As soon as the lots in Pittsborough, as it was then spelled, were plotted, Patrick St. Lawrence purchased the North West corner lot overlooking the public square. This is where he built a substantial mansion “for his bride.” A ball room on one side of the hall could be expanded to join the two parlors on the other side by means of a hinged paneled partition that could be hoisted up and latched onto the ceiling. The entire first floor then became one massive ballroom, which also permitted the building to be used as an inn.

        An ornate staircase was said to be constructed of imported woodwork, with massive newel post in a hexagon shape, heavy handrails and very sturdy balusters. The exterior of the house had beaded clapboard and molded sills, which suggest that it was a bit more extravagant than most of its contemporaries. The house bore a coat of yellow paint, and stood out as a symbol of opulence.

St. Lawrence was an early member of the town’s Masonic Order and in 1790 was made a Mark Mason and a founding trustee of the prestigious Pittsborough Academy. He seemed to be a well regarded member of the community.

        Unfortunately, the substantial funds invested in constructing his grand yellow house caused both Patrick St. Lawrence and his contractor to become bankrupt the house was put up for sale in 1798 and purchased for 720 Pounds by one of his creditors, Robert Donaldson of Fayetteville. Chatham County Estates Records in North Carolina State Archives show an inventory of Patrick St. Lawrence assets as including twelve chairs, , a buffet, and billiard table, somewhat more expensive items that those owned by most local citizens of Pittsborough. The documents referring to the sale of these assets by the sheriff of Chatham County referred to St. Lawrence as being “late of Pittsborough” which indicates that he had left town by that date. His wife Elizabeth was granted a separation by an Act of the North Carolina Assembly in 1800.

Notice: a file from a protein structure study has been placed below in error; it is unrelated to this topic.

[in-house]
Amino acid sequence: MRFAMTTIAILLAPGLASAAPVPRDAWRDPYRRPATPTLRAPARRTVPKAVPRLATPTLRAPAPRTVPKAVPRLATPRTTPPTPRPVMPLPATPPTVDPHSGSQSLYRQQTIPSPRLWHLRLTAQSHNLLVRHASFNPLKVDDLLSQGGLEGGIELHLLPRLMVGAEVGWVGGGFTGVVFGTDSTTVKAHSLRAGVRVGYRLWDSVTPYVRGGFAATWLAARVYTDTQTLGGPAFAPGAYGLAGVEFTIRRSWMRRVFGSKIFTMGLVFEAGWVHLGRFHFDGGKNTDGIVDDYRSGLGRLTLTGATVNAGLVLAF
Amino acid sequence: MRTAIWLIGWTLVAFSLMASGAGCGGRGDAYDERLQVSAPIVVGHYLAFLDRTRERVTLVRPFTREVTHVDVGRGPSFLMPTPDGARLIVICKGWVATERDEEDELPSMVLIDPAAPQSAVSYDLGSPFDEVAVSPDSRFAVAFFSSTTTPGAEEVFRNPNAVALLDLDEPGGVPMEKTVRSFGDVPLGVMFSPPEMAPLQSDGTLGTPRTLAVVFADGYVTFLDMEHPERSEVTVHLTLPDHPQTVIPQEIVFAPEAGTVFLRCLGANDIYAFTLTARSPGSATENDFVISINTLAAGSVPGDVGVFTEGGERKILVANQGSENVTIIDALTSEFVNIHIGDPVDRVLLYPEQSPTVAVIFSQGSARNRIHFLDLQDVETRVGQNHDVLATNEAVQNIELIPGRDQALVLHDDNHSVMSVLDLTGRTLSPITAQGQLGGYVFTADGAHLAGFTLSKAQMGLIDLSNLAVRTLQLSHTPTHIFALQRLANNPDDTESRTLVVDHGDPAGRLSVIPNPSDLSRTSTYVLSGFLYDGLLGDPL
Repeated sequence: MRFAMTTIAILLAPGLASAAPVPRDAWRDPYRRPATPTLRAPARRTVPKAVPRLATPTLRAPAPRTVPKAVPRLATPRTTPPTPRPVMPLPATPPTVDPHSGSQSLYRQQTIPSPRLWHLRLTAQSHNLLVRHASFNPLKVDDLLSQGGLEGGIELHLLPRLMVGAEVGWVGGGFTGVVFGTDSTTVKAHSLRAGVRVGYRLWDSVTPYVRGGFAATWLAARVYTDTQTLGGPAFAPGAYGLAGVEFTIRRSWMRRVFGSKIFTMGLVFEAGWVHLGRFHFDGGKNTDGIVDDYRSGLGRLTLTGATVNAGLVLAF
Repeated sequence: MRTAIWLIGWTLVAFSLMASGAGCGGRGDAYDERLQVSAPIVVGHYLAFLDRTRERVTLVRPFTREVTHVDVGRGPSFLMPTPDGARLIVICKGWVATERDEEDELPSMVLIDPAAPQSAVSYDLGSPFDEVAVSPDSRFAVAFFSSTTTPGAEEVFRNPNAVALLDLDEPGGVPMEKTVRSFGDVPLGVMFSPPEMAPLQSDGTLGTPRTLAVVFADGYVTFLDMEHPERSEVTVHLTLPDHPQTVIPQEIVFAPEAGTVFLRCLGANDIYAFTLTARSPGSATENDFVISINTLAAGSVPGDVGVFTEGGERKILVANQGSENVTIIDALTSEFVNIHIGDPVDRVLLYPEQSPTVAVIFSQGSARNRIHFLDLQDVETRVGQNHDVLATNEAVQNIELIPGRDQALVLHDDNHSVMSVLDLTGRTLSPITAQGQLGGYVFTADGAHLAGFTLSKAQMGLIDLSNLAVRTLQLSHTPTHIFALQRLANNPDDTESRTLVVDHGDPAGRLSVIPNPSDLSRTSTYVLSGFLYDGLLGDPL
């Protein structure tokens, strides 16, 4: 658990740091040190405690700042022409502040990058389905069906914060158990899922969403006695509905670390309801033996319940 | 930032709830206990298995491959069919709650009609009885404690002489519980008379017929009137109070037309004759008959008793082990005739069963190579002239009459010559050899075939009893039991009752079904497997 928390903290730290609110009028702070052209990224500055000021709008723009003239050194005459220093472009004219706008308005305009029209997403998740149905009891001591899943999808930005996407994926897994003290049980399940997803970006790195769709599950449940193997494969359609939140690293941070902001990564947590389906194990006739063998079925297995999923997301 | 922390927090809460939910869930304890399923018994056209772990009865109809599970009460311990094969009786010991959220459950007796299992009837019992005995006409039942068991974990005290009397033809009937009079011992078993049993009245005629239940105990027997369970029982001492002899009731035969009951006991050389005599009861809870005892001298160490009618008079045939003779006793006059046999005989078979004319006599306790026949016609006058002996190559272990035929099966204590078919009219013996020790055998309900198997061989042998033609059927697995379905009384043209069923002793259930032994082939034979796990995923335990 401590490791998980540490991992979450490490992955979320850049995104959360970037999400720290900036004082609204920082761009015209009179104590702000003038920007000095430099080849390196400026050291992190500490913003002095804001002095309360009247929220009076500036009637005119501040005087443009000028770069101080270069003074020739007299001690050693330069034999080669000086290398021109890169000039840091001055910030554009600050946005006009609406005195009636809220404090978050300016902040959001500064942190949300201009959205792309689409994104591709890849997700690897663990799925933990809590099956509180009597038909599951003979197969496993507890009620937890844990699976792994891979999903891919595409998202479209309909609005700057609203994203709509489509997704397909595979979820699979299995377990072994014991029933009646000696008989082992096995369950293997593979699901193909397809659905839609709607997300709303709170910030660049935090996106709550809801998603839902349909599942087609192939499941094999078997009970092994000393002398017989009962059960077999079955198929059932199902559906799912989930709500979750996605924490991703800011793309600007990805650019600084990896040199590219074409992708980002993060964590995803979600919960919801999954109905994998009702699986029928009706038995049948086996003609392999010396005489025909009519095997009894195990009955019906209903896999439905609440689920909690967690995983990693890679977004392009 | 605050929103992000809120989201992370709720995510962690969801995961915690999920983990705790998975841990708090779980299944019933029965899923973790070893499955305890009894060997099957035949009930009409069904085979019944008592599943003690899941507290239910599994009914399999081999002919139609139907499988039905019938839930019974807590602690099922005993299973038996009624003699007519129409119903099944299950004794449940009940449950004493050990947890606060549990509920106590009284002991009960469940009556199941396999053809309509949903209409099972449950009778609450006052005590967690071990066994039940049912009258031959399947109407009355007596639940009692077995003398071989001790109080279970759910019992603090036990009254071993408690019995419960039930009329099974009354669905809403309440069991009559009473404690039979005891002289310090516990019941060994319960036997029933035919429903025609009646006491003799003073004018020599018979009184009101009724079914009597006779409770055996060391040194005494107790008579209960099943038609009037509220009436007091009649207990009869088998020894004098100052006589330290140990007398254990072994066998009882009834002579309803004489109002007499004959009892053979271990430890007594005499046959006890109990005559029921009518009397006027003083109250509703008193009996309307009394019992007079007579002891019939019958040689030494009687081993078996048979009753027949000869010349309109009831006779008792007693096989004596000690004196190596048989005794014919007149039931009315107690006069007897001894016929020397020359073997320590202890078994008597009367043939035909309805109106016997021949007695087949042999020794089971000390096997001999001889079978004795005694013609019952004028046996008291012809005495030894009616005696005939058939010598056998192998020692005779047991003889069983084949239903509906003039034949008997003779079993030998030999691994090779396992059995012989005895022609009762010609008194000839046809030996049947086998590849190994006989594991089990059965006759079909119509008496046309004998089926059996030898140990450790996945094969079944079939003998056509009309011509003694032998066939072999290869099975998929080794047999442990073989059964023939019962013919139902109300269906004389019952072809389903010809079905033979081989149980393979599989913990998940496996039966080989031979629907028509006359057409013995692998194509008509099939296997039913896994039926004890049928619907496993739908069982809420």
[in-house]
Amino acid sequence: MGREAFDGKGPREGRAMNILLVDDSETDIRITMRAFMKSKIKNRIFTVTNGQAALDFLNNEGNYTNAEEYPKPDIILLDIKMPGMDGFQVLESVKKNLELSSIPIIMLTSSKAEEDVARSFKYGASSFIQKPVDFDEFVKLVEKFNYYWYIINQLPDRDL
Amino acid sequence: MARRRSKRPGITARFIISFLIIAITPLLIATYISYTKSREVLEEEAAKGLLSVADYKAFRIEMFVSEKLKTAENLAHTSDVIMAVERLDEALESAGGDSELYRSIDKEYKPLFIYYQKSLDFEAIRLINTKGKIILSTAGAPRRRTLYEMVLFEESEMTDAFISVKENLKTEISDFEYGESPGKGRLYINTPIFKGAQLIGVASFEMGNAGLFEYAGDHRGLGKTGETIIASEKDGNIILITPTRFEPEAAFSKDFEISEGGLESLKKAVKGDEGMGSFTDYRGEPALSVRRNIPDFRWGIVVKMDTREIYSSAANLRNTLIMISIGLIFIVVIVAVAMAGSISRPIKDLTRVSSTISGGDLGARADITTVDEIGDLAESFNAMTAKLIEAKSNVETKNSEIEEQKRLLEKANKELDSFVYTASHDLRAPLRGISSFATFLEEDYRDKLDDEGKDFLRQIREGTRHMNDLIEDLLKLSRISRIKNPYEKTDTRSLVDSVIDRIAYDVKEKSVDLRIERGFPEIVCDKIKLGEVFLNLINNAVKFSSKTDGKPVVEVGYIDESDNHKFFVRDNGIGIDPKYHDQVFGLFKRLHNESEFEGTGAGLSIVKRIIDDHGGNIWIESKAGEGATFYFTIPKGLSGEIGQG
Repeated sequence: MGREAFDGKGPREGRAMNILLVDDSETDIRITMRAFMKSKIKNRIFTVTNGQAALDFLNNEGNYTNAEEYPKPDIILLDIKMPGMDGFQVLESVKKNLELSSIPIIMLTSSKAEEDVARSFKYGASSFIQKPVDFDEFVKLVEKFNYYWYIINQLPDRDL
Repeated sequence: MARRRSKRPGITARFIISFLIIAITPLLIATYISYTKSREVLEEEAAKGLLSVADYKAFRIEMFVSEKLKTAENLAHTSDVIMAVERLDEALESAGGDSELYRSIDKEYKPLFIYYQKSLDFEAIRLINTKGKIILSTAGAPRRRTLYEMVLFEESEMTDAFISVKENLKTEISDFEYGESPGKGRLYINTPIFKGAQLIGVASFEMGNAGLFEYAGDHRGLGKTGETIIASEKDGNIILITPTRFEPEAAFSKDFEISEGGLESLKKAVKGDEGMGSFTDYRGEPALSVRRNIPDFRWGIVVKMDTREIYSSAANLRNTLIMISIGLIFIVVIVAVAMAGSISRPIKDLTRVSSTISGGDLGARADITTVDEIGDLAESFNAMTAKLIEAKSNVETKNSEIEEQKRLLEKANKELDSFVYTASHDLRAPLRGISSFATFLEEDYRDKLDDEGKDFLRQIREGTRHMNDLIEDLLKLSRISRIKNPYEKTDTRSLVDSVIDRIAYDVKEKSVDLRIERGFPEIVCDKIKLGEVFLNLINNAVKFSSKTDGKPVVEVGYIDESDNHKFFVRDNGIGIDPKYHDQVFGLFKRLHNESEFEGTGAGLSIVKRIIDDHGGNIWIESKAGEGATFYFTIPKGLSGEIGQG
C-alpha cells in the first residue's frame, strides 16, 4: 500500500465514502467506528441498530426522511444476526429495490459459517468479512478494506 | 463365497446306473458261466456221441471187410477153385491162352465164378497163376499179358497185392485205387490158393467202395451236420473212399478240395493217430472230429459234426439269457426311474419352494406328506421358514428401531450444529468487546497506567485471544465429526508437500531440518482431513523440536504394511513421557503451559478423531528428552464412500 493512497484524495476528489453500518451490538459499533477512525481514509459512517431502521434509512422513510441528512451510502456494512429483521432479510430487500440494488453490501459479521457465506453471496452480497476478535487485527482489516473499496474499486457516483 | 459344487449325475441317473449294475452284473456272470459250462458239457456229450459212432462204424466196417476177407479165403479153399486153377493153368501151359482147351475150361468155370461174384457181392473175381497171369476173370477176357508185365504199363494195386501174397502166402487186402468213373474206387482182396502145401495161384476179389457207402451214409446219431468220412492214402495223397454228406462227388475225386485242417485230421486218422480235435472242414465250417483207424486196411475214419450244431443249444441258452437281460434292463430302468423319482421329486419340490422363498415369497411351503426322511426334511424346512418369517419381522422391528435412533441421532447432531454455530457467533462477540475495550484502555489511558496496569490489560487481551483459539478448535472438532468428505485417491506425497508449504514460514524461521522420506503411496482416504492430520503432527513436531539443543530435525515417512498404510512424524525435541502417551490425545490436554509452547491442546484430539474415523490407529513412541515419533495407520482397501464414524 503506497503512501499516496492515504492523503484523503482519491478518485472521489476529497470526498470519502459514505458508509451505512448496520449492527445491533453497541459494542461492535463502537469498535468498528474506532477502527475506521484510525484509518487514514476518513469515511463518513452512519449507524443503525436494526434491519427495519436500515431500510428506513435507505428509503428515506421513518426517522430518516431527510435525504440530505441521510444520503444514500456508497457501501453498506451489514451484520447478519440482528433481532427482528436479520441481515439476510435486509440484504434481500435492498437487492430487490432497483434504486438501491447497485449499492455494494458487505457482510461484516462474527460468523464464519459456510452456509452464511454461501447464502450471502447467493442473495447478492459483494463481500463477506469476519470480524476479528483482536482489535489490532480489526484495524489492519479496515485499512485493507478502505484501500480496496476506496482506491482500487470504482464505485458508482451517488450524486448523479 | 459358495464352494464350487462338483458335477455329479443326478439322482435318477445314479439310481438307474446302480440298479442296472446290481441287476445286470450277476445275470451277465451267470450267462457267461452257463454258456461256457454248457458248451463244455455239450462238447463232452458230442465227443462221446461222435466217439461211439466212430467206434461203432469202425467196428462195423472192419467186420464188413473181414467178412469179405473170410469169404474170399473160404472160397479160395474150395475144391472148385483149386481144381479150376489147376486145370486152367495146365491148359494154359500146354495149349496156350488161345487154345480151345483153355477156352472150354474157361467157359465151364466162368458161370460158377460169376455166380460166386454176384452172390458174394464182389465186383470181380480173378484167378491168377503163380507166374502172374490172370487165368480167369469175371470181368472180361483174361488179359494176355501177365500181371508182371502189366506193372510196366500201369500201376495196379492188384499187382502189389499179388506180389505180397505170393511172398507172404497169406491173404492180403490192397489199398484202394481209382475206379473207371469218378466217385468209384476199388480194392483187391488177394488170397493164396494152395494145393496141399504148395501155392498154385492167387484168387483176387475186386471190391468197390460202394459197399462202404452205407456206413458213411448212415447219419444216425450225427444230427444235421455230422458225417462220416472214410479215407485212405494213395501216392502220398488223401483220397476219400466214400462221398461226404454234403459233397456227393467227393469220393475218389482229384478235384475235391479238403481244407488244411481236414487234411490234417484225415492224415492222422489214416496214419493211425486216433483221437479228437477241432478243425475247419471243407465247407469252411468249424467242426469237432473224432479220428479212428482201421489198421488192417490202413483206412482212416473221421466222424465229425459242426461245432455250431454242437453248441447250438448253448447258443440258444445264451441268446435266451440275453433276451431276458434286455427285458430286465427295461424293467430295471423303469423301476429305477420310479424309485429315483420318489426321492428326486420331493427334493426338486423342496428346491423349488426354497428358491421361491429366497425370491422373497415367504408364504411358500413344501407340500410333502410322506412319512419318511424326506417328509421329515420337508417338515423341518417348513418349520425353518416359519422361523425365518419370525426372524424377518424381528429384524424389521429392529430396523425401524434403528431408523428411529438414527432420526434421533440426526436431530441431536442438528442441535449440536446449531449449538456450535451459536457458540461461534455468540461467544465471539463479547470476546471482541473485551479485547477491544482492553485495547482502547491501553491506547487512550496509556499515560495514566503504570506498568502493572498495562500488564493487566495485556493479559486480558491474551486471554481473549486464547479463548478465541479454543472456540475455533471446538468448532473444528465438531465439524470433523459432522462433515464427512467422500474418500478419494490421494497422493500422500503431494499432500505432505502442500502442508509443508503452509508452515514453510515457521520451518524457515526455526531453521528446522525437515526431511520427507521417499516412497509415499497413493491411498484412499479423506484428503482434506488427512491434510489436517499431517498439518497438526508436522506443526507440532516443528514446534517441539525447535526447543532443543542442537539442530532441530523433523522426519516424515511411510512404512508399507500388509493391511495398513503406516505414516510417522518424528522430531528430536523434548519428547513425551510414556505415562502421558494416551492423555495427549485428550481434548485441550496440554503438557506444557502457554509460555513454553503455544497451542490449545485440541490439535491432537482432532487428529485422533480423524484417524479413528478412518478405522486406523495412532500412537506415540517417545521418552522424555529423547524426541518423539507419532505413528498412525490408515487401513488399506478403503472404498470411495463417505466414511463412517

The late Wade Hadley of Siler City, an authority on Chatham history, found a statement regarding claims of British merchants after the Revolutionary War in the North Genealogical Journal (Vol. X No.4). It included a paragraph written by Col. John Hogan of Orange County in about 1804 which said that St. Lawrence had wasted his wife’s estate, ran away, and had died in route to the West Indies.